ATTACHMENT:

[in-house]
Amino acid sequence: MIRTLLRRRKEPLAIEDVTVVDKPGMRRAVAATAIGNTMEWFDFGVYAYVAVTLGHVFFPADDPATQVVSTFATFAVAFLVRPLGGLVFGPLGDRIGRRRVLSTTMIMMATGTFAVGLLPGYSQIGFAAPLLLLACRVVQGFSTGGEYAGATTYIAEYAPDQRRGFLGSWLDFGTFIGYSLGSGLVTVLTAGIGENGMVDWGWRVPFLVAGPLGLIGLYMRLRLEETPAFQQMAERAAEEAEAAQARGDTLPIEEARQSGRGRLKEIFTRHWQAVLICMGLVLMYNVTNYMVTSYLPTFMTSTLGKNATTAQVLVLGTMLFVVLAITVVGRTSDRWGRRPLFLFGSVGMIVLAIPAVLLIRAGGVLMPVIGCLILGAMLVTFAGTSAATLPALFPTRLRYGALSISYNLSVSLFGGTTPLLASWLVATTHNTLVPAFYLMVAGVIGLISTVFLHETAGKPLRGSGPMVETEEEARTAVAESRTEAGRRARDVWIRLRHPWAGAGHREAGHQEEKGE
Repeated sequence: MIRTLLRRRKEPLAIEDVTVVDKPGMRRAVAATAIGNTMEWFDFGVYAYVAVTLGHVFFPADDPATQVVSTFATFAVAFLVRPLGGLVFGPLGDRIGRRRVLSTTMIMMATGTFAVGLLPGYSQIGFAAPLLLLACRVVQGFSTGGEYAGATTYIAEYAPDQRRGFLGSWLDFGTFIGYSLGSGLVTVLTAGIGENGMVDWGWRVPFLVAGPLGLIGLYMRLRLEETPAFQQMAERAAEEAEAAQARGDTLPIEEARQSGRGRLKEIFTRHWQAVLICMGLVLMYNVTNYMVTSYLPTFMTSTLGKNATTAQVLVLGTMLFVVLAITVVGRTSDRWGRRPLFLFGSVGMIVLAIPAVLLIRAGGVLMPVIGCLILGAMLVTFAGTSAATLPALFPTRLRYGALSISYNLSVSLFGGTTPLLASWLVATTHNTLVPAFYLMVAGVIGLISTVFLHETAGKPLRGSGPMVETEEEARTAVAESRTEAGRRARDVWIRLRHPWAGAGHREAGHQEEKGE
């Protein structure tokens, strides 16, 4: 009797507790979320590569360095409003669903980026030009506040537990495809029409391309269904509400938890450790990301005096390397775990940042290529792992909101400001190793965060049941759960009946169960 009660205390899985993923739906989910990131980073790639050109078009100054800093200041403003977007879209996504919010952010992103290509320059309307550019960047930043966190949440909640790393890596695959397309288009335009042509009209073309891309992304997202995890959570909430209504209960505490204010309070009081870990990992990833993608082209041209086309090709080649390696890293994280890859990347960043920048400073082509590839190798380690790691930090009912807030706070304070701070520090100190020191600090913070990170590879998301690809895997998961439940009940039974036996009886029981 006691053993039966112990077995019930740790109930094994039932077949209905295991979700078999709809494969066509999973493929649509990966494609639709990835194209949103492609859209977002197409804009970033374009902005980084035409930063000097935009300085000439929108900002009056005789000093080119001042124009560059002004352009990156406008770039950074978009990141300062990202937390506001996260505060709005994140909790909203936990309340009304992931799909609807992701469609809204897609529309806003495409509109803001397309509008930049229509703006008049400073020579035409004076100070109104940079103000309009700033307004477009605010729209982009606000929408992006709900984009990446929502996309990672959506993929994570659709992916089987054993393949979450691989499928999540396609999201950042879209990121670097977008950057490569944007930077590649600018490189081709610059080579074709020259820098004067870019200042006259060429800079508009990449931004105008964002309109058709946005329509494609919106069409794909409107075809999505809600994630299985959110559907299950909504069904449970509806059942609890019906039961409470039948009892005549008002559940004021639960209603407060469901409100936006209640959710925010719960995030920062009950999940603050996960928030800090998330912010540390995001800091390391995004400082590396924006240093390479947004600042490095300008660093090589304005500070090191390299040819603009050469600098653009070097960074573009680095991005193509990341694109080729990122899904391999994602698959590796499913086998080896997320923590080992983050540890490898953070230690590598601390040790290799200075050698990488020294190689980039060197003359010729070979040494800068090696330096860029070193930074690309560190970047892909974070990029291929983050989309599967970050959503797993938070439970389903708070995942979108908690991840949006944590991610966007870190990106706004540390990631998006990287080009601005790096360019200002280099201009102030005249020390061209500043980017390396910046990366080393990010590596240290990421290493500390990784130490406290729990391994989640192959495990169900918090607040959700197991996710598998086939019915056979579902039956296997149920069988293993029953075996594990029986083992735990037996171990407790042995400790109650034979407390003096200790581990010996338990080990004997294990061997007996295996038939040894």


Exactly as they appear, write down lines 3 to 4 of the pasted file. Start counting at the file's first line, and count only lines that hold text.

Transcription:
Repeated sequence: MIRTLLRRRKEPLAIEDVTVVDKPGMRRAVAATAIGNTMEWFDFGVYAYVAVTLGHVFFPADDPATQVVSTFATFAVAFLVRPLGGLVFGPLGDRIGRRRVLSTTMIMMATGTFAVGLLPGYSQIGFAAPLLLLACRVVQGFSTGGEYAGATTYIAEYAPDQRRGFLGSWLDFGTFIGYSLGSGLVTVLTAGIGENGMVDWGWRVPFLVAGPLGLIGLYMRLRLEETPAFQQMAERAAEEAEAAQARGDTLPIEEARQSGRGRLKEIFTRHWQAVLICMGLVLMYNVTNYMVTSYLPTFMTSTLGKNATTAQVLVLGTMLFVVLAITVVGRTSDRWGRRPLFLFGSVGMIVLAIPAVLLIRAGGVLMPVIGCLILGAMLVTFAGTSAATLPALFPTRLRYGALSISYNLSVSLFGGTTPLLASWLVATTHNTLVPAFYLMVAGVIGLISTVFLHETAGKPLRGSGPMVETEEEARTAVAESRTEAGRRARDVWIRLRHPWAGAGHREAGHQEEKGE
């Protein structure tokens, strides 16, 4: 009797507790979320590569360095409003669903980026030009506040537990495809029409391309269904509400938890450790990301005096390397775990940042290529792992909101400001190793965060049941759960009946169960 009660205390899985993923739906989910990131980073790639050109078009100054800093200041403003977007879209996504919010952010992103290509320059309307550019960047930043966190949440909640790393890596695959397309288009335009042509009209073309891309992304997202995890959570909430209504209960505490204010309070009081870990990992990833993608082209041209086309090709080649390696890293994280890859990347960043920048400073082509590839190798380690790691930090009912807030706070304070701070520090100190020191600090913070990170590879998301690809895997998961439940009940039974036996009886029981 006691053993039966112990077995019930740790109930094994039932077949209905295991979700078999709809494969066509999973493929649509990966494609639709990835194209949103492609859209977002197409804009970033374009902005980084035409930063000097935009300085000439929108900002009056005789000093080119001042124009560059002004352009990156406008770039950074978009990141300062990202937390506001996260505060709005994140909790909203936990309340009304992931799909609807992701469609809204897609529309806003495409509109803001397309509008930049229509703006008049400073020579035409004076100070109104940079103000309009700033307004477009605010729209982009606000929408992006709900984009990446929502996309990672959506993929994570659709992916089987054993393949979450691989499928999540396609999201950042879209990121670097977008950057490569944007930077590649600018490189081709610059080579074709020259820098004067870019200042006259060429800079508009990449931004105008964002309109058709946005329509494609919106069409794909409107075809999505809600994630299985959110559907299950909504069904449970509806059942609890019906039961409470039948009892005549008002559940004021639960209603407060469901409100936006209640959710925010719960995030920062009950999940603050996960928030800090998330912010540390995001800091390391995004400082590396924006240093390479947004600042490095300008660093090589304005500070090191390299040819603009050469600098653009070097960074573009680095991005193509990341694109080729990122899904391999994602698959590796499913086998080896997320923590080992983050540890490898953070230690590598601390040790290799200075050698990488020294190689980039060197003359010729070979040494800068090696330096860029070193930074690309560190970047892909974070990029291929983050989309599967970050959503797993938070439970389903708070995942979108908690991840949006944590991610966007870190990106706004540390990631998006990287080009601005790096360019200002280099201009102030005249020390061209500043980017390396910046990366080393990010590596240290990421290493500390990784130490406290729990391994989640192959495990169900918090607040959700197991996710598998086939019915056979579902039956296997149920069988293993029953075996594990029986083992735990037996171990407790042995400790109650034979407390003096200790581990010996338990080990004997294990061997007996295996038939040894």